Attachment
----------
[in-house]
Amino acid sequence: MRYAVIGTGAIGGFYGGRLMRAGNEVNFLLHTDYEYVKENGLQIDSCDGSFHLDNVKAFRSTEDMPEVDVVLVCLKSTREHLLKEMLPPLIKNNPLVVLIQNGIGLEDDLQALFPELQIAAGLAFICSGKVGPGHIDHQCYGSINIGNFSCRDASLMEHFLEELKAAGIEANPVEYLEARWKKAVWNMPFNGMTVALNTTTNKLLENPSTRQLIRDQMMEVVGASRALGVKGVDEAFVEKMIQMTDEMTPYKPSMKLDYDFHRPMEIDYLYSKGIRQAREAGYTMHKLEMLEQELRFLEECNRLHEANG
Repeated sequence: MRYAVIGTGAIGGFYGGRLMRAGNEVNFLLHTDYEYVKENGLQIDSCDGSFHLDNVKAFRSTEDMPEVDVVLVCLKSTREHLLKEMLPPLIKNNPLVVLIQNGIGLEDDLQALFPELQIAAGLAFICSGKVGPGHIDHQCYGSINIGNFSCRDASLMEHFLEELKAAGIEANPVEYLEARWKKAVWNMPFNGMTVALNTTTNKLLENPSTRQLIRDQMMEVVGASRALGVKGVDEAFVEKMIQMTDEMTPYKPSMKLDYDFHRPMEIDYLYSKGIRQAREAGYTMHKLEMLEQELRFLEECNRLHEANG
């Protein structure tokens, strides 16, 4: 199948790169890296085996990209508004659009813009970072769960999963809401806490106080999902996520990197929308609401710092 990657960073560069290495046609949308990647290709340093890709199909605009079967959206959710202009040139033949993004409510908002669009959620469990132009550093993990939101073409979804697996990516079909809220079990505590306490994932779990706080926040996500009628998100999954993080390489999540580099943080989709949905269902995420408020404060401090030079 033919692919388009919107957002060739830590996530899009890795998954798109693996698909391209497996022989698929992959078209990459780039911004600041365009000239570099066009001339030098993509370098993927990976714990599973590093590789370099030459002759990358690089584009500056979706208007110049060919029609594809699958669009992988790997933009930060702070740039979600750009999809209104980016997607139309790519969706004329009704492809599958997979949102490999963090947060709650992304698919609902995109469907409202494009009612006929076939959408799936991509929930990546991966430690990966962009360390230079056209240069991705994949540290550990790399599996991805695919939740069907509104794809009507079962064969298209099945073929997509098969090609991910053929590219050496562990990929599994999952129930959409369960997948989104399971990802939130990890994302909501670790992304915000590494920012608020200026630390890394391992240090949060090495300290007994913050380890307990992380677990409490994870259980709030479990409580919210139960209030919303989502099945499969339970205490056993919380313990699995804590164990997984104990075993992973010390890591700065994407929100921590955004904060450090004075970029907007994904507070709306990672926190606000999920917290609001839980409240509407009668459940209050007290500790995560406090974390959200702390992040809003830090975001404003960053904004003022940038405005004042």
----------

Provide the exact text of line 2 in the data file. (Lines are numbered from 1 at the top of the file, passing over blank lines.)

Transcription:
Amino acid sequence: MRYAVIGTGAIGGFYGGRLMRAGNEVNFLLHTDYEYVKENGLQIDSCDGSFHLDNVKAFRSTEDMPEVDVVLVCLKSTREHLLKEMLPPLIKNNPLVVLIQNGIGLEDDLQALFPELQIAAGLAFICSGKVGPGHIDHQCYGSINIGNFSCRDASLMEHFLEELKAAGIEANPVEYLEARWKKAVWNMPFNGMTVALNTTTNKLLENPSTRQLIRDQMMEVVGASRALGVKGVDEAFVEKMIQMTDEMTPYKPSMKLDYDFHRPMEIDYLYSKGIRQAREAGYTMHKLEMLEQELRFLEECNRLHEANG